The privatisation of criminal justice practices is an affront to human dignity. When we are acted upon for profit as well as for justified ends, the proper link between coercion, rights, and authority is lost.
Ministry of Justice proposals could mean that all collection of court fines — powers normally exercised by Civilian Enforcement Officers, employees of HM Courts and Tribunals Service — will be granted to private contractors. There is extensive evidence of how private contractors (principally G4S, Serco, and Sodexo in the UK) are both systematically failing in the provision of public services and are too big to fail. Despite high-profile cases of failure in standards, of deaths in custody, misuse of restraint techniques, provision of abhorrent accommodation conditions, and the Olympic security debacle, their contracts are renewed and criticism dismissed. There are, then, reasons to be sceptical of these privatisation proposals.
What are the precise grounds of scepticism? Consider G4S’s COMPASS contract to run accommodation for asylum seekers and to run immigration removal centres: this resulted in the painting the doors of asylum seekers’ houses red, and it involved threats to deport asylum seekers for minor infractions of accommodation rules. In these stories we can see two different grounds of critique of these companies as private actors discharging public roles, grounds unrelated to the technocratic competence of G4S relative to that of state actors.
On the one hand, private actors like G4S seem especially prone to foster or elicit certain forms of degradation. These fall within a phenomenology of indignity. The painting of asylum seekers’ doors — the exposure of the vulnerable — is just one example of where indignity is especially likely to be produced by private actors whose hybrid public-private status makes them unable to protect the division of public and private that we, as individuals, are entitled to and which prevents certain kinds of indignity.
On the other hand, the underlying nature of privatisation of criminal justice produces problems for human dignity as a structuring principle for public power. Where moral and legal responsibilities are blurred through failure to respect the presumption of innocence in running and managing asylum accommodation, then human dignity is diminished. My concern here is to distinguish these two discourses of (human) dignity.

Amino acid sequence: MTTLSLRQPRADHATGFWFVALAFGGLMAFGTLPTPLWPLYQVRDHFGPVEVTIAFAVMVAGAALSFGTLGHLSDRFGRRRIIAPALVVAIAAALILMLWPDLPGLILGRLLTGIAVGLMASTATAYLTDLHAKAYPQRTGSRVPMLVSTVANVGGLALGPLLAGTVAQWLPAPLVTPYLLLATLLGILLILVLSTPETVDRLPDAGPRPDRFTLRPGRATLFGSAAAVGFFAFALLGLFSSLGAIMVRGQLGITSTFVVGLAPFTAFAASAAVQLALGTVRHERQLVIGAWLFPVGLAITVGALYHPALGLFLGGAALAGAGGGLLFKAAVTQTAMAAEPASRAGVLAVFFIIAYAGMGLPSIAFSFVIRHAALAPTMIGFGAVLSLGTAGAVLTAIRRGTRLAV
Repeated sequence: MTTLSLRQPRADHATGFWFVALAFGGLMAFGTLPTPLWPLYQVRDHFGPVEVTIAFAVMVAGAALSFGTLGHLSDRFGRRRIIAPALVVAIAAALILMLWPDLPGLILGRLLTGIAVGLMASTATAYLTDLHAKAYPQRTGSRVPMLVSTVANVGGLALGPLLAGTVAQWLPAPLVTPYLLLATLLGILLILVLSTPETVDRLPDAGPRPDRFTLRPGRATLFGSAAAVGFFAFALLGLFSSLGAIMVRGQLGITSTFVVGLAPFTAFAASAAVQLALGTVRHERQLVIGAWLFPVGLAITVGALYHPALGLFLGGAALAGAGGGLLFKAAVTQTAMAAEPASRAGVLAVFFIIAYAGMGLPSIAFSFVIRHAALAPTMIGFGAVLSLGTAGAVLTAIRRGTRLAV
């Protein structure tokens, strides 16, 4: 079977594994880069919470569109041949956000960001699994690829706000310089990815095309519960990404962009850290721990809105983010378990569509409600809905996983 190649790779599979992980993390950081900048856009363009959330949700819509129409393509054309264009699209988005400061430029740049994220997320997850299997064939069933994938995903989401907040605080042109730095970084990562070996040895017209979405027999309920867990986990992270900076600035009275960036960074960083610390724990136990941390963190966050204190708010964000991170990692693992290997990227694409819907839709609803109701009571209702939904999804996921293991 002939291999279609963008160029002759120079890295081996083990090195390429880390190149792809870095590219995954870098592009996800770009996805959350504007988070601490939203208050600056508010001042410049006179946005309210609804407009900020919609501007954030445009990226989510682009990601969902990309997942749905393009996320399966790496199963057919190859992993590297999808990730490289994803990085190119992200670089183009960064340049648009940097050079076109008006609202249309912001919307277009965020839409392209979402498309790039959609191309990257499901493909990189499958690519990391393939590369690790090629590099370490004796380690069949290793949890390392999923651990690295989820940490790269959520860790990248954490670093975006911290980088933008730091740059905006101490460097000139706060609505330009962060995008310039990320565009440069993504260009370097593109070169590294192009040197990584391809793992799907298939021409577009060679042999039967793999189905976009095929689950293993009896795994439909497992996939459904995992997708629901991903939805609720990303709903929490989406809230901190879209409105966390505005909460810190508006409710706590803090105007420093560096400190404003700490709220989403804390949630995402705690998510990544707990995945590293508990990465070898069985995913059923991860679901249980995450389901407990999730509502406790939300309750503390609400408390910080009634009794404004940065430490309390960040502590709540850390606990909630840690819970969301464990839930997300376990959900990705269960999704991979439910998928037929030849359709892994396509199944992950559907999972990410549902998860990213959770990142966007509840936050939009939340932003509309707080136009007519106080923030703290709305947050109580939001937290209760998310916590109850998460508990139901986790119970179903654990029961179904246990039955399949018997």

The Phenomenology of Indignity
Unlike Kantian uses of ‘dignity’, the phenomenology of (in)dignity neither presumes any particular conception of the person nor ties value to rational agency. We are concerned with both human vulnerability and with the gradations in the forms and scope of human agency including the various ways in which our agency can be manipulated (through nudging to coercive interrogation and beyond). We can express in the language of (in)dignity both failures to fulfil minimum demands of bodily need or integrity and the importance of agency and its vulnerability. Indeed the language of dignity is important precisely because it captures both harms related to our bodily vulnerability and wrongs related to our basic status as humans.
It should also be noted that there is also a link between dignity and hope, namely that the coercive powers of the state should not be used to render individuals hopeless through the death penalty or through life imprisonment without parole. The human condition is not just one of agency and vulnerability but also one with a contingent and dynamic horizon. To negate the latter is to strike at our humanity as much as the imposition of degrading physical conditions.
The particular links between the phenomenology of indignity and private security arises from the motive and status of these actors, not from the general arrangements granting them power. Regarding motive, rather than being a superior third party created to hold us accountable and in turn accountable to a polity as a whole, a private contractor — the representative of a company — engages in coercion in order to profit. Thus the additional harms that accompany being legally coerced or legally detained — the disruption, the harms to family life, the conditionality of one’s choices and aspirations — become indignities when they are facilitated by those with no simple interest in the discharge of justice but with mixed motives.
Second, there is a special indignity in coercive activities undertaken by those who are our equals in status but who lack our vulnerabilities. The status of these actors, sitting between the public and private, entail a blindness to our own need for a division between public and private, a division that is particularly fragile for those touched by the criminal justice system. The status of these actors is an explicit technocratic compromise: to make our equals our superiors for greater efficiency in coercion. But where our neighbours or fellow citizens are the agents of justice and help to determine our fate, there is no contingency in, or escape, from the criminal justice complex. Without a division of private and public actors there is no outside of the system, no hope of existing purely as citizen.